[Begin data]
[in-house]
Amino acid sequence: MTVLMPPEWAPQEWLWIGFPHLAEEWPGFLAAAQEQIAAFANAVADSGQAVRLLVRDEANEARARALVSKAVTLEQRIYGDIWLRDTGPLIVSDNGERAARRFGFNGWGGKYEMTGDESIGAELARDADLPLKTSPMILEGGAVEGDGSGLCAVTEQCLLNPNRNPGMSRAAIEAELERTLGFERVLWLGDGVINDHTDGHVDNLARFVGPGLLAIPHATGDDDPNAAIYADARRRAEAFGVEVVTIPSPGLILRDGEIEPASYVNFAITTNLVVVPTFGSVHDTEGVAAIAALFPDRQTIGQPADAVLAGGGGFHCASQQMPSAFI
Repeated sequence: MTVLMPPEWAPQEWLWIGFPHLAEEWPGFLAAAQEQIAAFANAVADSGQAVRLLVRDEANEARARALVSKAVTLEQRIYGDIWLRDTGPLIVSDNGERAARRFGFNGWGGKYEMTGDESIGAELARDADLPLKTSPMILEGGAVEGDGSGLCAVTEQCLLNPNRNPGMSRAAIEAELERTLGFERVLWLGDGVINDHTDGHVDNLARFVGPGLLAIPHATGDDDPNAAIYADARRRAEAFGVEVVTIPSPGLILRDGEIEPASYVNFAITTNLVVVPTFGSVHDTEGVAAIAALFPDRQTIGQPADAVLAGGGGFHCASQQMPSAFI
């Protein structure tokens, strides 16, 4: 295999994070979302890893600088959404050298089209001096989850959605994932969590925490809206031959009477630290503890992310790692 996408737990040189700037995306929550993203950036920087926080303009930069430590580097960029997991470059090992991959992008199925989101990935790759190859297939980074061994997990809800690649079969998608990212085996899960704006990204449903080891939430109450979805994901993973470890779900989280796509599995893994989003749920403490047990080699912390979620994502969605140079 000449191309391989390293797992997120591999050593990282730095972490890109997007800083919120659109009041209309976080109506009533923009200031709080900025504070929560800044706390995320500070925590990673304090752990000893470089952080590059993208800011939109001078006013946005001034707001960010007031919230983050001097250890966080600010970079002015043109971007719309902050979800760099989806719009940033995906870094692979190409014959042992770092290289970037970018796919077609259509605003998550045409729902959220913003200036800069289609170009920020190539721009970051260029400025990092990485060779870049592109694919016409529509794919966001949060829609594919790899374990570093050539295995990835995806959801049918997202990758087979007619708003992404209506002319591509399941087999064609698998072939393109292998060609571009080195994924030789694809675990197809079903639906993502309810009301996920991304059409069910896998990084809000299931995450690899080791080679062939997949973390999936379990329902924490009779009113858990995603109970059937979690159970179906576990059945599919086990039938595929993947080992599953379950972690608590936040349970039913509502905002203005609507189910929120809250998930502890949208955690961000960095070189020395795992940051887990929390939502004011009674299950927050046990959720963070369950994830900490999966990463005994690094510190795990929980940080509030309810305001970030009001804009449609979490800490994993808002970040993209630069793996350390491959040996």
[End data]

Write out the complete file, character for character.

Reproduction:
[in-house]
Amino acid sequence: MTVLMPPEWAPQEWLWIGFPHLAEEWPGFLAAAQEQIAAFANAVADSGQAVRLLVRDEANEARARALVSKAVTLEQRIYGDIWLRDTGPLIVSDNGERAARRFGFNGWGGKYEMTGDESIGAELARDADLPLKTSPMILEGGAVEGDGSGLCAVTEQCLLNPNRNPGMSRAAIEAELERTLGFERVLWLGDGVINDHTDGHVDNLARFVGPGLLAIPHATGDDDPNAAIYADARRRAEAFGVEVVTIPSPGLILRDGEIEPASYVNFAITTNLVVVPTFGSVHDTEGVAAIAALFPDRQTIGQPADAVLAGGGGFHCASQQMPSAFI
Repeated sequence: MTVLMPPEWAPQEWLWIGFPHLAEEWPGFLAAAQEQIAAFANAVADSGQAVRLLVRDEANEARARALVSKAVTLEQRIYGDIWLRDTGPLIVSDNGERAARRFGFNGWGGKYEMTGDESIGAELARDADLPLKTSPMILEGGAVEGDGSGLCAVTEQCLLNPNRNPGMSRAAIEAELERTLGFERVLWLGDGVINDHTDGHVDNLARFVGPGLLAIPHATGDDDPNAAIYADARRRAEAFGVEVVTIPSPGLILRDGEIEPASYVNFAITTNLVVVPTFGSVHDTEGVAAIAALFPDRQTIGQPADAVLAGGGGFHCASQQMPSAFI
């Protein structure tokens, strides 16, 4: 295999994070979302890893600088959404050298089209001096989850959605994932969590925490809206031959009477630290503890992310790692 996408737990040189700037995306929550993203950036920087926080303009930069430590580097960029997991470059090992991959992008199925989101990935790759190859297939980074061994997990809800690649079969998608990212085996899960704006990204449903080891939430109450979805994901993973470890779900989280796509599995893994989003749920403490047990080699912390979620994502969605140079 000449191309391989390293797992997120591999050593990282730095972490890109997007800083919120659109009041209309976080109506009533923009200031709080900025504070929560800044706390995320500070925590990673304090752990000893470089952080590059993208800011939109001078006013946005001034707001960010007031919230983050001097250890966080600010970079002015043109971007719309902050979800760099989806719009940033995906870094692979190409014959042992770092290289970037970018796919077609259509605003998550045409729902959220913003200036800069289609170009920020190539721009970051260029400025990092990485060779870049592109694919016409529509794919966001949060829609594919790899374990570093050539295995990835995806959801049918997202990758087979007619708003992404209506002319591509399941087999064609698998072939393109292998060609571009080195994924030789694809675990197809079903639906993502309810009301996920991304059409069910896998990084809000299931995450690899080791080679062939997949973390999936379990329902924490009779009113858990995603109970059937979690159970179906576990059945599919086990039938595929993947080992599953379950972690608590936040349970039913509502905002203005609507189910929120809250998930502890949208955690961000960095070189020395795992940051887990929390939502004011009674299950927050046990959720963070369950994830900490999966990463005994690094510190795990929980940080509030309810305001970030009001804009449609979490800490994993808002970040993209630069793996350390491959040996």